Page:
October 2018 – February 2019
My name is Najla and I was one of five trainees participating in the training program organized last season by Om Sleiman Farm and supported by Dalia Association. The training was based on teaching the concepts of sustainable farming and the model of Community Supported Agriculture (CSA).
In recent years, I have become more aware on concepts of sustainability, environmental consciousness, and clean eating. In addition to that, throughout time I have developed different ideas in mind linked to greening city spaces and urban farming, that I would like to make real. In tandem, I came across the opportunity of the training course on CSA offered at Om Sleiman. Having had no prior background in agriculture or anything related to the field, I saw the training as a perfect starting point and a great way of expanding my knowledge, to help me in the realization of my aspirations.
Om Sleiman Farm is based on a Community Supported Agriculture (CSA) model and agroecology, aiming to minimize its environmental impacts and engage in chemical-free farming practices. The training was built on teaching the practices and concepts of CSA, which strives to create a direct relationship between the farmer and consumer, eliminating any potential parties in the middle. The model promotes principles of co-creation and shared economy, where customers are not seen as customers, but rather as “members” of the farm. The model entails that members subscribe to receiving harvest of seasonal and fresh produce on a weekly basis, at the same time they support the farmer by sharing the risks of farming, such as crop failure.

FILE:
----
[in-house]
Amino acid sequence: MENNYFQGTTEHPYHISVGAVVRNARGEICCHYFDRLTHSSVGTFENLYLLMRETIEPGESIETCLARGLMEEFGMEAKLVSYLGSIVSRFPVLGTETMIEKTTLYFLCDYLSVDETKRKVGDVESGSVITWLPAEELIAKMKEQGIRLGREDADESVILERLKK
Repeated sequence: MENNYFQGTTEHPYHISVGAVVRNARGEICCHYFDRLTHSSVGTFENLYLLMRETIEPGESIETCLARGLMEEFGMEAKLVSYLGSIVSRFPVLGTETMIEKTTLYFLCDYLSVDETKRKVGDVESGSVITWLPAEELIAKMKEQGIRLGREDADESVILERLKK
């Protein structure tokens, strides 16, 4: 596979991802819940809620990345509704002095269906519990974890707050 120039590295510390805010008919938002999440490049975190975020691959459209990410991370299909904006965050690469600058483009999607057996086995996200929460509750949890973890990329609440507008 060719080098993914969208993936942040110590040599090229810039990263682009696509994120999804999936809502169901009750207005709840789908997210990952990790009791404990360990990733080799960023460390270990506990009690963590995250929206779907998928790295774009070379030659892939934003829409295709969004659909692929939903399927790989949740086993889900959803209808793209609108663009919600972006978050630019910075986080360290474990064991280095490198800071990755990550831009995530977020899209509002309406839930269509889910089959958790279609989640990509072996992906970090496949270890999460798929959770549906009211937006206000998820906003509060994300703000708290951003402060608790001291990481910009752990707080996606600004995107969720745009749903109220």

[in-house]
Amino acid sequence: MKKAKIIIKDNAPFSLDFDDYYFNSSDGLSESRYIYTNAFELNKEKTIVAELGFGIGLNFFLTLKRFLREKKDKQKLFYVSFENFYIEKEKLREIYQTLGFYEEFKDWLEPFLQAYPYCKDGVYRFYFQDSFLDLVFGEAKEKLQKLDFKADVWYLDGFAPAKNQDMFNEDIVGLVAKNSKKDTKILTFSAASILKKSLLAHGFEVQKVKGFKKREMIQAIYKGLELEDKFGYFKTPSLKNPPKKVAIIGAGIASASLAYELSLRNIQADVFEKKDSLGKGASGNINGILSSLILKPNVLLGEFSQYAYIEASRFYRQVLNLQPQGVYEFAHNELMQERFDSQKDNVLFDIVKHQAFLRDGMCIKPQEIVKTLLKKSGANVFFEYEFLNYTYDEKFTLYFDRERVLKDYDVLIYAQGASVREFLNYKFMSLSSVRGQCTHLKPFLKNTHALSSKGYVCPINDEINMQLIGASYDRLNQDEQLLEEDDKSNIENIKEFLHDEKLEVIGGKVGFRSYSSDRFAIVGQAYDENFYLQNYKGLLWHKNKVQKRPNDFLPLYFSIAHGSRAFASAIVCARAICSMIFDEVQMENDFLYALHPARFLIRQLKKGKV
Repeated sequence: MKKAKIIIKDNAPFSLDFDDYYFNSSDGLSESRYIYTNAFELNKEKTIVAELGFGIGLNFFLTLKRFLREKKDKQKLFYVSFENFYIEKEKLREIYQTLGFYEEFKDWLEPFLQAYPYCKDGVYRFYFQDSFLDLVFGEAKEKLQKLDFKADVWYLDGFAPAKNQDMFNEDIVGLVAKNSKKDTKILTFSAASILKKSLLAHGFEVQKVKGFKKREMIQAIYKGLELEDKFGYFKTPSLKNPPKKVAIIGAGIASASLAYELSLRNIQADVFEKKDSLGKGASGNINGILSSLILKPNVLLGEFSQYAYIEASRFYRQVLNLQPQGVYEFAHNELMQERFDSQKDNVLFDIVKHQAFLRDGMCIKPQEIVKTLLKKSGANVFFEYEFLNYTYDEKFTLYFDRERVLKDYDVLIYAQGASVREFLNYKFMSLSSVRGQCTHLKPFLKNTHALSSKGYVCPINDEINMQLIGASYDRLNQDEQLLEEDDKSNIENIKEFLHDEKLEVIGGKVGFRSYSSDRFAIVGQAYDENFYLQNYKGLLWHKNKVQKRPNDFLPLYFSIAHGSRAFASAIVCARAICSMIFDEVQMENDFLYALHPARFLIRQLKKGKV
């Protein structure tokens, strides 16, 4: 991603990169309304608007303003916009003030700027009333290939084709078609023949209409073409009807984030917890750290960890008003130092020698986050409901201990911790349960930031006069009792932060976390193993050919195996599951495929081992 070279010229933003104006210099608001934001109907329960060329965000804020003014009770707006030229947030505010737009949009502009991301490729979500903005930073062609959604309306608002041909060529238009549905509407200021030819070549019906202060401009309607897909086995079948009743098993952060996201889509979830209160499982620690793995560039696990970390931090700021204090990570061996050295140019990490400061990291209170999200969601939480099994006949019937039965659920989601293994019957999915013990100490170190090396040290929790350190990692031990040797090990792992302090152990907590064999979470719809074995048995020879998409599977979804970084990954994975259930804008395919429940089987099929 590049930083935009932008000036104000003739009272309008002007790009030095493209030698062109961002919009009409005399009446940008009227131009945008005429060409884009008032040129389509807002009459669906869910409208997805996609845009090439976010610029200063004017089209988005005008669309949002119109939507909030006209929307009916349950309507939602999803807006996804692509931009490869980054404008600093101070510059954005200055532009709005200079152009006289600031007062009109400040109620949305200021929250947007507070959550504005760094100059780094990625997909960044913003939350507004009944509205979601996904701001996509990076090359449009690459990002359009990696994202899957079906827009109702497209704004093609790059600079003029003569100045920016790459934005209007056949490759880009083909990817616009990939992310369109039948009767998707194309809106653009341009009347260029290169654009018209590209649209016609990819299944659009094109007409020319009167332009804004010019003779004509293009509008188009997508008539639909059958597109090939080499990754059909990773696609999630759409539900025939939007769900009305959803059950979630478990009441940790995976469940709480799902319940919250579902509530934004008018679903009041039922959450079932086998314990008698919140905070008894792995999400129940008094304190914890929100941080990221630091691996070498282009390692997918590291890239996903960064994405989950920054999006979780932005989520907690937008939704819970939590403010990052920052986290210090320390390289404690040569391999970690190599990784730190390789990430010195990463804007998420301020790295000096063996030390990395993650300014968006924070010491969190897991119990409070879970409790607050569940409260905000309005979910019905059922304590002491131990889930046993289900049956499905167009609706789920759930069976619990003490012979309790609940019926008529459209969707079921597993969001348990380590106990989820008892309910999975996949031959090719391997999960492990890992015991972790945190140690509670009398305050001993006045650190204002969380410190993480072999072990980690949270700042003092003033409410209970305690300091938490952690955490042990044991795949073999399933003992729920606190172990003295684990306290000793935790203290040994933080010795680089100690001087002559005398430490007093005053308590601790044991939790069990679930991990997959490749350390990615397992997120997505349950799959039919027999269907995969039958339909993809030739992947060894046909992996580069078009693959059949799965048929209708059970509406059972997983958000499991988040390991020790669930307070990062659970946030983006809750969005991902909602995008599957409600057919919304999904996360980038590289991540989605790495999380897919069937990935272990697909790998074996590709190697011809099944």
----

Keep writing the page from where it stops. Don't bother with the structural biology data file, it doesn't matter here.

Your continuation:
The 18-week training lasted over a whole season, where we trainees got the chance to engage in the different practices of the farm, from preparing beds and planting, to harvesting and distributing weekly harvest shares to members. Throughout different periods, every trainee got the chance to take on different responsibilities related in the farm. Responsibilities went in rotation, with the roles changing every other week. These responsibilities included farm management, marketing and member coordination, composting, irrigation, as well as sprouting and seed management. This gave us a very practical hands-on experience.
Apart from the practical aspect, the training included elements of theory covering different concepts and practices related to agriculture. The teaching method was a collaborative one, where space was given for open discussions and sharing of knowledge. Everyone was encouraged to pitch in with individual experiences and own knowledge within the field, a great way for everyone to be a part of this two-way teaching and learning process.
Field visits were also part of the training. These were especially valuable as we got the chance to see other initiatives and people working within the field, giving us exposure on a wider scope. Workshops were also a fun addition. Several workshops on different topics were covered, such as crop planning and fermentation workshops.
In these ways, the training was wholesome in a sense that included different ways and modes of learning. It did not only focus on the theoretical and practical aspects of farming, it engaged and exposed us to the wider umbrella of the context of sustainable and conscious practices involving sustainable agriculture, environmental mindfulness, healthy eating, and food sovereignty.
The training was a beautiful experience for me. Not only did it expose me to a wide range of concepts within the world of sustainable agriculture, it allowed me to sense a connection with the land, the agricultural heritage of Palestine, and above all with my Palestinian identity. Most importantly, it has given me a wide set of values and knowledge that will help me to embark on a journey of greening the urban spaces of Palestine.